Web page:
The pint was of an acceptable standard and at €5.20 came in at far better value than that on sale in the O Connell St branch. The staff couldn’t be faulted too much and even accommodated Pintman Nº2’s insatiable appetite for international football by putting the World Cup on the nearest TV to us.

We couldn’t quantify Madigan’s of North Earl St as anything other than a great looking boozer. But the truth is that it’s quite unlikely that we’d take to frequenting it when we’ve such a Grá for so many boozers nearby. But who knows, leave the food in the kitchen and we might talk.

Doyle’s: College St.

It was over a few pints and within the midst of a discussion on the topic of academia that I found myself outvoted by a majority of my peers recently. Having counted yours truly alongside Wilde, Wolfe Tone and other such alumni, I came to realise that considering Trinity College as one’s Alma Mater by virtue of having served a small portion of an ill-fated electrical apprenticeship on-campus is not an act that bona fide Trinity Graduates are agreeable to. This is not even negotiable when coupled with hours clocked up drinking cans on the Green at The Pav or drinking pints in Doyle’s. I suppose we’ll just have to hold out for an honorary degree in the meantime.

Sitting on the corner of College St. – Doyle’s can sometimes be considered as something of an ad-hoc student bar serving the nearby Trinity College. More a bar with students than a student bar, you can forego the thoughts of sloppy-drunk youngsters nosily gathered around a beer pong table when you come to think of Doyle’s – the place is first and foremost a public house. Traditional in its appearance – it’s decorated in similar tones to average Dublin Pubs throughout town. Dark woods are used for the bar, the floors and the church pew style seating and set the overall look of the pub. The walls display the usual mix of ephemera relating to sport, drinking, music and local history while flourishes of exposed brick and air ducts add a sort of understated rustic charm to the room. The bar itself follows the circular pattern of the pub – wrapping around the curves of the room it leaves no patron more than a couple of metres away from a point of service.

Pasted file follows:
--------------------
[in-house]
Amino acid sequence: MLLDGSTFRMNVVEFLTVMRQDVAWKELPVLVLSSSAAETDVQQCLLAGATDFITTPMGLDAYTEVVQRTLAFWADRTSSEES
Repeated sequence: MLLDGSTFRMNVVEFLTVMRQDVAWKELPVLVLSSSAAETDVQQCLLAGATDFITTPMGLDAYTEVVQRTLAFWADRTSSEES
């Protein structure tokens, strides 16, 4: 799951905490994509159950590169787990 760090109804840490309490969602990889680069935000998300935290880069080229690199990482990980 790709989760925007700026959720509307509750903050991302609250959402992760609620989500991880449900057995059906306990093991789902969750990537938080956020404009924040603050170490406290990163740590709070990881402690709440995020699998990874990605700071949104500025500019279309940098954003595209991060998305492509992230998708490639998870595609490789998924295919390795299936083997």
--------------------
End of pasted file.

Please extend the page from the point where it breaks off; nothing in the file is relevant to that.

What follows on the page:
The pint of stout has always hit the mark for us in here and has never given us too much reason for complaint. There’s a decent mix of crafty options alongside the old reliables and there’s usually an offer or two on the go for the students and thrifty postgraduates alike.

All in all we couldn’t fault Doyle’s too much. It’s a pub that facilitated Pintman №3’s tentative foray into the world of pints and pubs and he refuses to view it through any other lens than one that’s heavily tinted with nostalgia. And that’s not to say that the rest of us don’t have our fond memories of the place too – notwithstanding the time the three of us almost came to blows after a disagreement over a question in a Father Ted quiz in the upstairs bar. But that’s a story for another day.

Madigan’s: O’Connell St.

Of all the questions that people level at us here in DublinByPub, the one that we seem to find ourselves on the end of the most is that which seeks to identify what our favourite thing about the Pubs of Dublin is. Now if we’re entirely honest with ourselves here, I think we’d have to admit that the only consistent thing about the answers we’ve given to this particular query over the years would be the level of inconsistency that could be attributed to them. For, you see, there are a great multitude of things that we hold dear when it comes to the watering holes of this city – and if you are to query us on such a broad topic we will take full liberty to fly off on any given tangent influenced solely by what happens to come to mind at that particular moment.